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Compost your shredded bank statements today

A more manure approach to avoiding ID theft

Beginner's guide to SSL certificates

Consumers concerned about both the environment and personal security should compost their shredded bank statements, a firm that manufactures shredders advises.

In the UK, local councils frequently refuse to collect and recycle shredded waste. So consumers might feel torn between protecting the environment or their own personal identity, according to Fellowes, which makes desktop accessories and storage products as well as shredders.

Fellowes reckons the environmentally-conscious are opting to protect the environment over their identities by placing undestroyed personal information, like bank statements and credit card and utility bills, in recycling containers. We think it more likely that the environmentally-conscious are not thinking of the risk from dumpster-diving this behaviour poses, although an online poll by Fellowes suggests many are going out of their way to pick the green option.

A random sample of 1,864 Brits quizzed online found that 45 per cent of those polled are putting personal information into recycling containers without shredding it first, despite recent reports from credit reference agency Experian that identity fraud is growing by 70 per cent a year. Fellowes argues consumers don't have to choose between protecting their identity and being green.

The firm is calling on councils to collect shredded waste. Pending this, Fellowes advises punters to take their bank bills down to the allotment.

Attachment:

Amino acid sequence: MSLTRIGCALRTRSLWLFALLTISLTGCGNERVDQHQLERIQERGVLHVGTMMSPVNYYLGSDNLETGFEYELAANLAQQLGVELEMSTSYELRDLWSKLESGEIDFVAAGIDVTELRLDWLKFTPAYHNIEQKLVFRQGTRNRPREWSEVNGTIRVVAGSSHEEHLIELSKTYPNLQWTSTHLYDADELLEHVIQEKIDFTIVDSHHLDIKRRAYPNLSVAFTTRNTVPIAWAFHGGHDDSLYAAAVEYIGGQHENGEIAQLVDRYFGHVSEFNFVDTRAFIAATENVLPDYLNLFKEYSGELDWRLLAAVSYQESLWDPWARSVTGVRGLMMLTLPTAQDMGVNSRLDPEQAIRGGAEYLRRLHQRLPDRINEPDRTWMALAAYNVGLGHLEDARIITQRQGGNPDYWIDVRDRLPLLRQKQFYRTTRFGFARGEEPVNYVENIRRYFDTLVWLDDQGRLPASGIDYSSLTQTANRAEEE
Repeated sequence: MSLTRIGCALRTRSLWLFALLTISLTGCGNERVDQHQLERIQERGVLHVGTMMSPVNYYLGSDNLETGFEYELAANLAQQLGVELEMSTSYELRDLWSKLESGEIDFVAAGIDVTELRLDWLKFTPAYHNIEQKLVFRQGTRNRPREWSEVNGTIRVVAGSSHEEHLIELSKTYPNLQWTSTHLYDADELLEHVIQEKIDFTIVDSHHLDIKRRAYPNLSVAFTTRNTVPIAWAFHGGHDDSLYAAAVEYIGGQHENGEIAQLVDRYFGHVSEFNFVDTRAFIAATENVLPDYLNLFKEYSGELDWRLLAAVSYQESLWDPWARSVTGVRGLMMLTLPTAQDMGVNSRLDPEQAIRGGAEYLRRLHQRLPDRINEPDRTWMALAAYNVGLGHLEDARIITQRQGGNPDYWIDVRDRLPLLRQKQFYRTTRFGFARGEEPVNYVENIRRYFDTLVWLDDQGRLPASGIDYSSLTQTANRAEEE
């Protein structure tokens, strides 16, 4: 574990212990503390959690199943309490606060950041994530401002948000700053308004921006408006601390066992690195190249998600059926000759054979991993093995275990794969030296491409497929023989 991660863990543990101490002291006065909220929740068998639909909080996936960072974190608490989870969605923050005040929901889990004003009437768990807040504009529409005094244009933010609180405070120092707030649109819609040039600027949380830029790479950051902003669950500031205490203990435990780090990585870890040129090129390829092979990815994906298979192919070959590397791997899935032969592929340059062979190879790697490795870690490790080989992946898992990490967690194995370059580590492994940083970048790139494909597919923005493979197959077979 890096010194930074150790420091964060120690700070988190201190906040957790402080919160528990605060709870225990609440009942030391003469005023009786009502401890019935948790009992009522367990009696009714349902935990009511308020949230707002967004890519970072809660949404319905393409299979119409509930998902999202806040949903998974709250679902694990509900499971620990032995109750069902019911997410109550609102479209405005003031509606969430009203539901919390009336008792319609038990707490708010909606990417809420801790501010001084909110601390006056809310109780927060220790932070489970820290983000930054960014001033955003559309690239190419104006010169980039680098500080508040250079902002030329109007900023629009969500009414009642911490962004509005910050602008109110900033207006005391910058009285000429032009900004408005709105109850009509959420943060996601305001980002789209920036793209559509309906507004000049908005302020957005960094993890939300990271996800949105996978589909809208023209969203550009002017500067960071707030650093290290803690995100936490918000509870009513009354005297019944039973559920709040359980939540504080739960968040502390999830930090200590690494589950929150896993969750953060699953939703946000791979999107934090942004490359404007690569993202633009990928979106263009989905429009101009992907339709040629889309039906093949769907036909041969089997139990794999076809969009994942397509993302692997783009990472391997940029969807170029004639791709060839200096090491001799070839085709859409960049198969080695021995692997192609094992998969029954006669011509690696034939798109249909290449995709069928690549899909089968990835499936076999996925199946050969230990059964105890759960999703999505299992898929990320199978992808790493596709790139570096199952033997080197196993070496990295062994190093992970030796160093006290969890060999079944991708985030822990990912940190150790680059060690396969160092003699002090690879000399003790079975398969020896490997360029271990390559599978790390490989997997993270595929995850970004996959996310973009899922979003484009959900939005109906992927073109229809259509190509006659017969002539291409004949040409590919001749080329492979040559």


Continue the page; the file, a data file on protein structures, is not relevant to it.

"Shredded waste is not being recycled in some areas – and it means that many households are not following police and government advice to shred personal information before throwing it away," said Tyron Hill, marketing director of Fellowes. "Identity fraud is on the increase and individuals must be allowed to take steps to protect themselves. People must shred their personal and financial details – and local councils should be proactively encouraging this.

"If your council does not recycle shredded waste, it is still possible to shred and be green. Composting is simple, cost effective, and helps the environment, for example – and many local schools will be glad to receive your shredded waste for papier-mache projects. It also makes ideal wadding for packages and parcels." ®

Beginner's guide to SSL certificates

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